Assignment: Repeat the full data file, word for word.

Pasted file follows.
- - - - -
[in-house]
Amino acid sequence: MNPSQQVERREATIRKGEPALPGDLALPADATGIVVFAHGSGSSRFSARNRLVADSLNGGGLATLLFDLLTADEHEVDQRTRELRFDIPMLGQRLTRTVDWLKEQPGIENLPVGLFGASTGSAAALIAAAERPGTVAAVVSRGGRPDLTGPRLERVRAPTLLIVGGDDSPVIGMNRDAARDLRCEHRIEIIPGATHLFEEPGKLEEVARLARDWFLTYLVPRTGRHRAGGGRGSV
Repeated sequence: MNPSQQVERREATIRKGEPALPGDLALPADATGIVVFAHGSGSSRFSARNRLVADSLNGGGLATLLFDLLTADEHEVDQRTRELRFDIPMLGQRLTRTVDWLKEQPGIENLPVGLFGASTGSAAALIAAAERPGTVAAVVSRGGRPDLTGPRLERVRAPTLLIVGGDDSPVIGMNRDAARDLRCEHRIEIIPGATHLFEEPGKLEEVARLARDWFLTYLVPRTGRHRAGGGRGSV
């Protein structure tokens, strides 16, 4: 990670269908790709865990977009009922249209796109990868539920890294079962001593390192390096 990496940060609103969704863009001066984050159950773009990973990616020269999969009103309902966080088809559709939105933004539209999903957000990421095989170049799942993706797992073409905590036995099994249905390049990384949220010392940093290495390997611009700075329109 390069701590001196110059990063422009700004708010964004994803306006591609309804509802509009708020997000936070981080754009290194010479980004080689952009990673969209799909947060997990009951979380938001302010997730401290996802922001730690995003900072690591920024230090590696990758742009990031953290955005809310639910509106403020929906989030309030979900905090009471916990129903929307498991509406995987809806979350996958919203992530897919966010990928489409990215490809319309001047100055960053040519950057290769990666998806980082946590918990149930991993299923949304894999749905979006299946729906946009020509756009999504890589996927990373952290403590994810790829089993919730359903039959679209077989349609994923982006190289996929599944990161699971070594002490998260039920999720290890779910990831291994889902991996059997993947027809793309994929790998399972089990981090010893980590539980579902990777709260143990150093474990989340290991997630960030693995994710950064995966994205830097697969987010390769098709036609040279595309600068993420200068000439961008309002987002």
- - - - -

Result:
[in-house]
Amino acid sequence: MNPSQQVERREATIRKGEPALPGDLALPADATGIVVFAHGSGSSRFSARNRLVADSLNGGGLATLLFDLLTADEHEVDQRTRELRFDIPMLGQRLTRTVDWLKEQPGIENLPVGLFGASTGSAAALIAAAERPGTVAAVVSRGGRPDLTGPRLERVRAPTLLIVGGDDSPVIGMNRDAARDLRCEHRIEIIPGATHLFEEPGKLEEVARLARDWFLTYLVPRTGRHRAGGGRGSV
Repeated sequence: MNPSQQVERREATIRKGEPALPGDLALPADATGIVVFAHGSGSSRFSARNRLVADSLNGGGLATLLFDLLTADEHEVDQRTRELRFDIPMLGQRLTRTVDWLKEQPGIENLPVGLFGASTGSAAALIAAAERPGTVAAVVSRGGRPDLTGPRLERVRAPTLLIVGGDDSPVIGMNRDAARDLRCEHRIEIIPGATHLFEEPGKLEEVARLARDWFLTYLVPRTGRHRAGGGRGSV
């Protein structure tokens, strides 16, 4: 990670269908790709865990977009009922249209796109990868539920890294079962001593390192390096 990496940060609103969704863009001066984050159950773009990973990616020269999969009103309902966080088809559709939105933004539209999903957000990421095989170049799942993706797992073409905590036995099994249905390049990384949220010392940093290495390997611009700075329109 390069701590001196110059990063422009700004708010964004994803306006591609309804509802509009708020997000936070981080754009290194010479980004080689952009990673969209799909947060997990009951979380938001302010997730401290996802922001730690995003900072690591920024230090590696990758742009990031953290955005809310639910509106403020929906989030309030979900905090009471916990129903929307498991509406995987809806979350996958919203992530897919966010990928489409990215490809319309001047100055960053040519950057290769990666998806980082946590918990149930991993299923949304894999749905979006299946729906946009020509756009999504890589996927990373952290403590994810790829089993919730359903039959679209077989349609994923982006190289996929599944990161699971070594002490998260039920999720290890779910990831291994889902991996059997993947027809793309994929790998399972089990981090010893980590539980579902990777709260143990150093474990989340290991997630960030693995994710950064995966994205830097697969987010390769098709036609040279595309600068993420200068000439961008309002987002």